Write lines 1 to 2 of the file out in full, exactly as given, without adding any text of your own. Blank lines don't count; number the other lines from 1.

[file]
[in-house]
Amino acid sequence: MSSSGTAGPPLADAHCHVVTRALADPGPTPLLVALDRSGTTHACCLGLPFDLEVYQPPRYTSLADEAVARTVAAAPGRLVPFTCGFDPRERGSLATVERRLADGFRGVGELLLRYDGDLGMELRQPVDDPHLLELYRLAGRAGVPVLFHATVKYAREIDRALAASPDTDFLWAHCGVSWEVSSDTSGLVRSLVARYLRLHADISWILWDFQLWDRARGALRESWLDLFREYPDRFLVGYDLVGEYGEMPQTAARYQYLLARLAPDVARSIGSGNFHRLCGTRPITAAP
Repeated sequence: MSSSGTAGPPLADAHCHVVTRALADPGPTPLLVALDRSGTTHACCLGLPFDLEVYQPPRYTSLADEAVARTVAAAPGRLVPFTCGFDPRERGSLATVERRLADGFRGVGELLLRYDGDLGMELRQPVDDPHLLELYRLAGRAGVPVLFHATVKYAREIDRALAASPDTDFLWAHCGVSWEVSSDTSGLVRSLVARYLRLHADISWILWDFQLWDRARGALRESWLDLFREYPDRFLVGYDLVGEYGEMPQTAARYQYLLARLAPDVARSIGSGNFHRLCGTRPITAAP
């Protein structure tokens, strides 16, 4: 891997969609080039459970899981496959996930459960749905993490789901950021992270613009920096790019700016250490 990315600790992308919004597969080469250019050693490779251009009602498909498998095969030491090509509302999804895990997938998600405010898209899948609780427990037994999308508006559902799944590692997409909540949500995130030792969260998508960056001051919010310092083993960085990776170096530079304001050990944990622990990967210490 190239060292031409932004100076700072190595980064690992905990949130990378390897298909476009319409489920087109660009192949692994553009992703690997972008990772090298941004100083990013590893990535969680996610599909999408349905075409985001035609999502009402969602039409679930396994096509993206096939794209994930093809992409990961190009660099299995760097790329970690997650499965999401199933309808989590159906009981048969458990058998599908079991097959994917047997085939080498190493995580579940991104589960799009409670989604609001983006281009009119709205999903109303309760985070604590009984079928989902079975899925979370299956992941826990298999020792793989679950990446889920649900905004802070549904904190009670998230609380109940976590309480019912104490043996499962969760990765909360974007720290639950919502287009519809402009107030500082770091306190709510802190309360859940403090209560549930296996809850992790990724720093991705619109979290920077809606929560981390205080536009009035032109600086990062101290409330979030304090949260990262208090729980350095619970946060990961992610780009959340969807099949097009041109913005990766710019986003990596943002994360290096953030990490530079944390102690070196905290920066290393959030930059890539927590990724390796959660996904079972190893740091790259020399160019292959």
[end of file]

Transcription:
[in-house]
Amino acid sequence: MSSSGTAGPPLADAHCHVVTRALADPGPTPLLVALDRSGTTHACCLGLPFDLEVYQPPRYTSLADEAVARTVAAAPGRLVPFTCGFDPRERGSLATVERRLADGFRGVGELLLRYDGDLGMELRQPVDDPHLLELYRLAGRAGVPVLFHATVKYAREIDRALAASPDTDFLWAHCGVSWEVSSDTSGLVRSLVARYLRLHADISWILWDFQLWDRARGALRESWLDLFREYPDRFLVGYDLVGEYGEMPQTAARYQYLLARLAPDVARSIGSGNFHRLCGTRPITAAP